NiFi for Syslog

Let’s build with NiFi a flow similar to what we build with Logstash to store syslog messages into an ElasticSearch index.

 

Receving the messages

We start with the ListenSyslog processor of NiFi that can be configured to listen on any UDP or TCP ports for syslog. When listening on TCP, you must specify the maximum number of concurrent TCP connections. This parameters will be dependant of the number of systems sending syslog message simultaneously to your listener.
Because we have few systems, we will forward from each of them directly to the syslog listener of NiFi, using UDP for ease.
The ListenSyslog processor will parse the messages it receives for syslog components (priority, facility, severity, sending host, timestamp, …). If you have syslog messages received by another way (like getting them from a queue like Kafka or by directly tailing the syslog log files), you can use the processor ParseSyslog to find out the syslog message components.

 

Enrichment of the message using UpdateAttribute

Unfortunately, the parsing provided by the NiFi processor ListenSyslog or ParseSyslog will not interpret the numeric code (facility and severity) of the syslog message. Thus if you want to enrich your data with a textual representation of the syslog severity and facility, you have 2 options:
  1. Add a new processor in the flow, the UpdateAttributes and defined a lots of rules:
    • Rule name: “Severity 1”
    • Conditions: “${syslog.severity:equals(1)}”
    • Actions:
      • attribute: “syslog.severity_text”,
      • value: “Alert”
And you create a new rule for each condition to test, because we don’t see a way to create a single “if … then … else” or “case” statement with the NiFi Expression language. So this is very fastidious.
You have to implement one rule for each severity and facility if you want to have a textual representation of them.
  1. At the source, to use a syslog software able to give you the possibility to format the output of the message the way you want. Like the Rsyslog software allows you to define message template that can be formatted like a JSON string.
If you use this form of output in your syslog daemon, you must:
  • Define this template in all hosts, thus distribute this specific configuration to all of your systems
  • Or, alternatively, place an Rsyslog server between your systems and your NiFi. All systems send standard syslog message to the central Rsyslog server that will, in turn, forward them to the Syslog listener of NiFi after formatting them into a valid JSON.
  • In both case, you must configure the ListenSyslog processor of NiFi to not perform the parsing of the syslog message, because it is no more following the standard formatting.
  1. Later, at the visualization or aggregation step, you can incorporate a way to convert the numeric code into a textual representation of the severity and the facility. This will be dependant of the place where you store the messages and the mechanisms used to visualize them.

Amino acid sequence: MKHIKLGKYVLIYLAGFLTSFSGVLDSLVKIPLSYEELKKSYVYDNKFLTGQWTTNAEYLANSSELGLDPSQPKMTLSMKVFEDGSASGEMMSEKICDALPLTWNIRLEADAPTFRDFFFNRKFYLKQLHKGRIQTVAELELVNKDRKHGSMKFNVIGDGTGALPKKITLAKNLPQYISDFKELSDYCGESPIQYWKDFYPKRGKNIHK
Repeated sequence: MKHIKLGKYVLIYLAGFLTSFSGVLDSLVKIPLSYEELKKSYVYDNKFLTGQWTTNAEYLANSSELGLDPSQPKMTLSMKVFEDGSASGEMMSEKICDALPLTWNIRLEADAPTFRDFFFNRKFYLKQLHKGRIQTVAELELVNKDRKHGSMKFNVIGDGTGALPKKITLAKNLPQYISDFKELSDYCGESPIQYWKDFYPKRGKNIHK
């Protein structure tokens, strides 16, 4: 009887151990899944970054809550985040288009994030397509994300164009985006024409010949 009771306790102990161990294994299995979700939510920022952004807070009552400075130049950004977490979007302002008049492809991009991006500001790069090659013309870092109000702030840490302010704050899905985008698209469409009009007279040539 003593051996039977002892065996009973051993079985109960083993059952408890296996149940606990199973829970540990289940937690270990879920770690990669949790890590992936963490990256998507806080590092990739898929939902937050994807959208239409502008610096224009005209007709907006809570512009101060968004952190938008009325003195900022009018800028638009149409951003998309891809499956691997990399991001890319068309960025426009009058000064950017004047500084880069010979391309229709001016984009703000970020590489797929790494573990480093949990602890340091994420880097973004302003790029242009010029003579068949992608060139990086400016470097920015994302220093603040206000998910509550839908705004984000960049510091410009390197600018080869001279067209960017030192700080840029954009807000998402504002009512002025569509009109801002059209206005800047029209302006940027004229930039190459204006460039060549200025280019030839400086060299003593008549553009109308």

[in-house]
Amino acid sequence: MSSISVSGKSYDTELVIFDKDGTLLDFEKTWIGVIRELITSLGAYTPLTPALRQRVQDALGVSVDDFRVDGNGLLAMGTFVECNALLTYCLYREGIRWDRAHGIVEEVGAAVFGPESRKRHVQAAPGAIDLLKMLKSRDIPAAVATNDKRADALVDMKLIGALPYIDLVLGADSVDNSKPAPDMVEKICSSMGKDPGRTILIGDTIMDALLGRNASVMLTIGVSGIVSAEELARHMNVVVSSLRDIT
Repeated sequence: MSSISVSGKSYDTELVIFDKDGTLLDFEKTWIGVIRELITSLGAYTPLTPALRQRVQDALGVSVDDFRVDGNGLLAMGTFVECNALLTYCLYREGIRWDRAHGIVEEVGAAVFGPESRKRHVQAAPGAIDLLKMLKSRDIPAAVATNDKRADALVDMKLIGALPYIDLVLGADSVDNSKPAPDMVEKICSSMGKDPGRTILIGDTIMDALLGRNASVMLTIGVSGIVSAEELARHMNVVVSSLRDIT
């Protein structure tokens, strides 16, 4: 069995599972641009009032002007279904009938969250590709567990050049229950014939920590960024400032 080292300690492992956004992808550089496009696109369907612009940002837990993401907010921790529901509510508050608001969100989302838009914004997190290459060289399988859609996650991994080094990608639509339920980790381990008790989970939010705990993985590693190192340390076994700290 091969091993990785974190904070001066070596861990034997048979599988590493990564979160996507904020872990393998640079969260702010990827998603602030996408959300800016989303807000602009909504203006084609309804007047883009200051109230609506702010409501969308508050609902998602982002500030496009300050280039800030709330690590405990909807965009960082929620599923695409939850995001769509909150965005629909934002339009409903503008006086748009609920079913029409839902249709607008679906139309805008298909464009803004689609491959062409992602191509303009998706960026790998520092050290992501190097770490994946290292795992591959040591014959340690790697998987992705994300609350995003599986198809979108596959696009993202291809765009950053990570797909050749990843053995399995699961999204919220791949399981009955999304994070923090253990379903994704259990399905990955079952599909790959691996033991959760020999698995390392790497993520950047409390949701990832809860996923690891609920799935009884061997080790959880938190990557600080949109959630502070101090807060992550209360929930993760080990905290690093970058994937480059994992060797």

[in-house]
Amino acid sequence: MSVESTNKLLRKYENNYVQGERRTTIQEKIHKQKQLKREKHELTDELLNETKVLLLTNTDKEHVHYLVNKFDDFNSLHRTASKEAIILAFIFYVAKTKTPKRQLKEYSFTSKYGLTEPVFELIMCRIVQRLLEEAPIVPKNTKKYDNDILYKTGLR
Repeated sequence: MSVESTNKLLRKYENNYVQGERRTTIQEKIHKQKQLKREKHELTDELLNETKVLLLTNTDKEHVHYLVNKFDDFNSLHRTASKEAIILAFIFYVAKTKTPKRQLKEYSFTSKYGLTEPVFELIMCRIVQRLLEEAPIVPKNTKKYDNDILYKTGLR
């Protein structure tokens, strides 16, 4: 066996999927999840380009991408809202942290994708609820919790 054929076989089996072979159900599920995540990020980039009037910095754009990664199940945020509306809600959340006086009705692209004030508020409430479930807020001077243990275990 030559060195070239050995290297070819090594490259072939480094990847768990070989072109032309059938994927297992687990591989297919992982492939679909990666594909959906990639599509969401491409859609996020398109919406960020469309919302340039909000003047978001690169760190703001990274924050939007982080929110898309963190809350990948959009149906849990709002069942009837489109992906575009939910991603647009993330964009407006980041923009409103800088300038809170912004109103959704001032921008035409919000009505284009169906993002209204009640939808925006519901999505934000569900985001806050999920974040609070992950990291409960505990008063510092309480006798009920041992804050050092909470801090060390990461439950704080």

Routing messages inside a flow using RouteOnAttribute

Now that we’ve started a flow, let’s use it to illustrate the routing inside NiFi.
Maybe, you are interested to be directly notified than some critical error has been generated on one of your system. Also, you may not be interested to record all messages related to the Debug level in your data store.
Because we have one attribute for the Severity and another one containing the Facility, we can use the RouteOnAttribute processor to branch our flow, based on value for these attributes.
Inside RouteOnAttribute processor, we will add a property for each rule (match) we want to have. The name of this attribute will be used as output name to create a connection to the next processor.
We create one properties doing a single check of some value of the attribute:
<nifi_routeonattribute.PNG>
In the above example, if a flow file has an attribute “syslog_severity” matching one of the properties, the flow file will be routed to a relationship having the name of this property.
We can add more of course, and create a property checking for each possible severity level. But for the purpose of the demonstration, we didn’t cover each possibilities. We could have added “emerg”, “notice” and “information”
We select ‘Route to Property name’ as routing strategy, thus this will allow us to create connections by selecting the relationship named ‘critical’, ‘debug’, ‘error’ or ‘warning’ in this case. And because a connection can be created for multiple relationships, we are able to create a flow:
  • “AllButDebug” by creating a connection where all relationships except “debug” are selected
  • “Debug”, a connection where we select only the “debug” relationship
  • “Error”, a connection with “critical” and “error” relationship selected
  • Etc.
nifi_routeonattribute.PNG

In the above example, we route on the property name. If the rules behind different properties match, then the flow file will be routed to each relationship matched, so possibly sending the flow file to different processors.
The other possibilities for the “Routing strategy”, is to route the flow files to a single relationship called “Matched” (and the ones not matching to one called “Unmatched”):
  • If any of the checks match
  • If all checks match

 

Configuration of the resulting flow(s) for Syslog

syslog_flows_with_routing.PNG

Access to the flow XML template: NiFi_for_Syslog.xml